By the time Friday rolls around, the weekly allowance of meat on the sample menu has been depleted. Cheese pizza is the suggested fare. Why not front-load the week with this deficit and participate in Meatless Mondays?

I jest, but there are American ranchers who are not amused.

The new federal standards also prohibit whole milk or flavored milk, a fact highlighted in Joslyn Gray’s post Seriously? 15 Things Schools Have Banned So Far in 2012. By 2014, the only grains allowed will be whole grains.

Let’s say a child eats his veggie-rich lunch of jicama and peppers with two ounces of turkey and one cup of fat-free milk, but is still not hunger-free. How will that child perform in class?

What if that child’s only meal for the entire day is school lunch?

Sadly, this is the case for many students. The 2010 Hunger in Our Schools study concluded hunger remains a problem in the classroom with a large proportion of students relying on school meals. It’s the main reason some kids come to school.

cow statue at airport in vermont

cow statue at airport in vermont

The Healthy Hunger-Free Kids Act updates public school menus for the first time in 15 years. It’s a commendable start.

The emphasis on fruits, veggies, whole grains, and low-fat milk is terrific. Still there are questions that need to be addressed for these standards to succeed in real life.

Giving local schools more say in what works best in their communities with their students makes the most sense.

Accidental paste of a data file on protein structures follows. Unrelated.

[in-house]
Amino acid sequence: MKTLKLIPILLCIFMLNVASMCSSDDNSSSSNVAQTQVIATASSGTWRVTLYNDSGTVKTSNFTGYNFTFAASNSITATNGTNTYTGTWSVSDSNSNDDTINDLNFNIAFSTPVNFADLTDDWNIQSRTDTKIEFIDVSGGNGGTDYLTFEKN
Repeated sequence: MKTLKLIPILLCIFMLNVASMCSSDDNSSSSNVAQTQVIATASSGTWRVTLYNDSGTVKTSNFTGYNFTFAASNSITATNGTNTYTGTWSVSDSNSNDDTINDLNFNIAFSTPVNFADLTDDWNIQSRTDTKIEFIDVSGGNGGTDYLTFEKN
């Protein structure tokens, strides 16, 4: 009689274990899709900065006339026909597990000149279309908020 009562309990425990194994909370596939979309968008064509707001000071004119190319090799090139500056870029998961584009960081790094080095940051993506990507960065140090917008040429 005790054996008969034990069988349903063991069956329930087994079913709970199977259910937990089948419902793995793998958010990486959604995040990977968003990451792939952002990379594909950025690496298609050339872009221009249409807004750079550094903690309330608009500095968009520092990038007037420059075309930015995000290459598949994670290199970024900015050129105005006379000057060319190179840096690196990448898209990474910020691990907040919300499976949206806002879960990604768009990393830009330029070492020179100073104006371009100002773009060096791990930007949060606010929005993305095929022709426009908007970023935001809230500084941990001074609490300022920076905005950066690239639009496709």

Local schools are also better equipped than the federal government to network with area farmers and ranchers to supply foods, another goal of the Healthy Hunger-Free Kids Act.

There’s work to be done. Please contact your elected officials. Visit Sensible School Lunches to learn more and to dialogue. Bloggers, consider writing your story about this topic and sharing it there.

He always does what He says—
He defends the wronged,
He feeds the hungry. Psalm 146:7 The Message

And now the moment you’ve all been waiting for. A link to the Wendy’s commercial that inspired this post’s title: Where’s the Beef?

What’s your take on the new menus?


Filed under family & friends, food & farm

Field Trip to Visit an Inspiring Friend

It’s that time again for a field trip on the blog. Our itinerary takes us to Pinke Post for a special story from my friend Katie.

Pinke Post

Pinke Post

I roomed with Katie, Leah Beyer, and Nancy Grossi at the BlogHer conference earlier this month. Katie, a discus thrower in college, vowed to be my tall, blonde bodyguard should the need arise in New York. Thankfully, I didn’t have to take her up on that offer, and we went shopping instead.

Katie has blogged at Pinke Post for five years. She is the mother to three beautiful children and the wife to her prince charming. In her professional life, she works in agriculture for state government.

Today she breaks her silence about her time as a food stamps mom.

Katie Pinke in Tahari

Katie Pinke in Tahari

It’s an inspiring story from a beautiful woman with great determination, incredible work ethic, and the blessings of family and faith—the stuff of real hope and change.

Plus she can rock a Tahari dress like nobody’s business. Please give it up for Katie Pinke and her true story Food Stamps Mom Breaks Her Silence

She sets about her work vigorously;
her arms are strong for her tasks. Proverbs 31:17 NIV

Don’t Give Up, snappy new tune from Kevin Rudolf.

Click, read, and meet my friend Katie Pinke.


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Filed under America, family & friends, women's studies